" Hollywood could be a powerful ally in the effort to prevent youth smoking," said South Dakota Attorney General Marty Jackley, co-chair of the Tobacco Advisory Committee for the National Association of Attorneys General (NAAG).
"Nearly 10,000 Missourians die every year from smoking-related illnesses," said Missouri Attorney General Chris Koster, co-chair of the Tobacco Advisory Committee for the National Association of Attorneys General (NAAG). "I hope the studios will take steps to make sure young people aren't influenced to start smoking because of what they see in their films."
LEGACY Legacy helps people live longer, healthier lives by building a world where young people reject tobacco and anyone can quit. Legacy's proven-effective and nationally recognized public education programs include truth ®, the national youth smoking prevention campaign that has been cited as contributing to significant declines in youth smoking; EX ®, an innovative public health program designed to speak to smokers in their own language and change the way they approach quitting; and research initiatives exploring the causes, consequences and approaches to reducing tobacco use. Located in Washington, D.C., the foundation was created as a result of the November 1998 Master Settlement Agreement (MSA) reached between attorneys general from 46 states, five U.S. territories and the tobacco industry. To learn more about Legacy's life-saving programs, visit LegacyForHealth.org.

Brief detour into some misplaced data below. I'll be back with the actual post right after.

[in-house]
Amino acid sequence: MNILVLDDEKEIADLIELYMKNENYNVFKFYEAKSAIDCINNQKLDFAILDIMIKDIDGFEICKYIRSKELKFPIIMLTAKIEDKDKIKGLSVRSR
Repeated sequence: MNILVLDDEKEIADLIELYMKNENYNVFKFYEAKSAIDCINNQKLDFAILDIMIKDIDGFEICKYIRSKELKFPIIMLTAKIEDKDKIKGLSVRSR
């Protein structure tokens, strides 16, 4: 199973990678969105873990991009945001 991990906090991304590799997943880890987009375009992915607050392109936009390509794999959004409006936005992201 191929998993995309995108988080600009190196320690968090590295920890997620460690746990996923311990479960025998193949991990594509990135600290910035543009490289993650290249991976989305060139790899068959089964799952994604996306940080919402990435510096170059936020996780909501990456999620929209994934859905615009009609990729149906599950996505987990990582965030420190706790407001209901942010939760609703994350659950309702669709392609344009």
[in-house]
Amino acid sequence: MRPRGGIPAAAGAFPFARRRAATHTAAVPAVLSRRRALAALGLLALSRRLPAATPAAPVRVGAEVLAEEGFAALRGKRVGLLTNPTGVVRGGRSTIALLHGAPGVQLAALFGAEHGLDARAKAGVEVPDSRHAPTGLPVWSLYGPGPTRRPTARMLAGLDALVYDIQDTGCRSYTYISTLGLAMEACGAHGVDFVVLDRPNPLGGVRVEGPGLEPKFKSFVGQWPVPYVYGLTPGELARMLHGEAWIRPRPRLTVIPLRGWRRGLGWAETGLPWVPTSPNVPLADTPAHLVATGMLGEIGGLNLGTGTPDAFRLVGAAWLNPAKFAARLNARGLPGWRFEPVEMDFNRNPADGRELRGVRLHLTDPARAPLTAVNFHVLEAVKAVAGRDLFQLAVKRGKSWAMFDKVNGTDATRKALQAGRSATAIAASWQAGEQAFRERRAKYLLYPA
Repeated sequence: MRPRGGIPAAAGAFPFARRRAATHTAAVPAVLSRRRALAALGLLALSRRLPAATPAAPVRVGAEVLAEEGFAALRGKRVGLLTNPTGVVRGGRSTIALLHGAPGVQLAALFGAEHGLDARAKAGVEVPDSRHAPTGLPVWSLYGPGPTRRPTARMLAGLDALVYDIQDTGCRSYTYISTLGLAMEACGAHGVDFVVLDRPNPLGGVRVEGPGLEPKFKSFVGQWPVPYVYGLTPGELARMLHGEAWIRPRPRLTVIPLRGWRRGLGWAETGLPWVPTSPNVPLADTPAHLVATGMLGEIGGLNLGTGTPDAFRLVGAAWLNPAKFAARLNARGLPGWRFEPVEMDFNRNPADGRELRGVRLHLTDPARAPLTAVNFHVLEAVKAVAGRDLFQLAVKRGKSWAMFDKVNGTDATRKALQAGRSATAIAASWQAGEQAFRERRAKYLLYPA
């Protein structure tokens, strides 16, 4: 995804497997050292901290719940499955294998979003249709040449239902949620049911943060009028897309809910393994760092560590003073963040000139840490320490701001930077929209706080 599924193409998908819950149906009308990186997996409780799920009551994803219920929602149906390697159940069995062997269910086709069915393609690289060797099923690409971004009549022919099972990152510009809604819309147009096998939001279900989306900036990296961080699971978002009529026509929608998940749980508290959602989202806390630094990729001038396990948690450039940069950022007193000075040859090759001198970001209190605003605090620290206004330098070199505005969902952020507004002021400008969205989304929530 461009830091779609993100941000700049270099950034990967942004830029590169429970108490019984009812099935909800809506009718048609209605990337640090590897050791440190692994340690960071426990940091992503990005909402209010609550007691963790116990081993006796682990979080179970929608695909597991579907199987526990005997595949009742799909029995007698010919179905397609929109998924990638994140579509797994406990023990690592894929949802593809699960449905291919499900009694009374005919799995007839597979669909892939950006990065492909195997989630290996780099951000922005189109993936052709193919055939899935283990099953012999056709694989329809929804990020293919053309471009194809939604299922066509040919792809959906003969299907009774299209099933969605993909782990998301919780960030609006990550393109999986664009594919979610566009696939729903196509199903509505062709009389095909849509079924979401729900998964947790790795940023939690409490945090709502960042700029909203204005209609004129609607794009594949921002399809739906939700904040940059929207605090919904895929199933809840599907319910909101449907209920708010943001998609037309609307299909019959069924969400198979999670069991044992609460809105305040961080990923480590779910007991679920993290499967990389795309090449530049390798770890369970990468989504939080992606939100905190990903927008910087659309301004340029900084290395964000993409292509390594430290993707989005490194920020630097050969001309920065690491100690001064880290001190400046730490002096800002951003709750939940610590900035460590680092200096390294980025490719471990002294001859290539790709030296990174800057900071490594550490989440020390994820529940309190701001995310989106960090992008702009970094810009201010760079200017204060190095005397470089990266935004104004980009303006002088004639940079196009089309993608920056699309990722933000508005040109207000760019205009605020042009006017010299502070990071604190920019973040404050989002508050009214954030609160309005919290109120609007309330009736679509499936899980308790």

Follow us on Twitter @legacyforhealth and Facebook www.Facebook.com/Legacy .SOURCE Legacy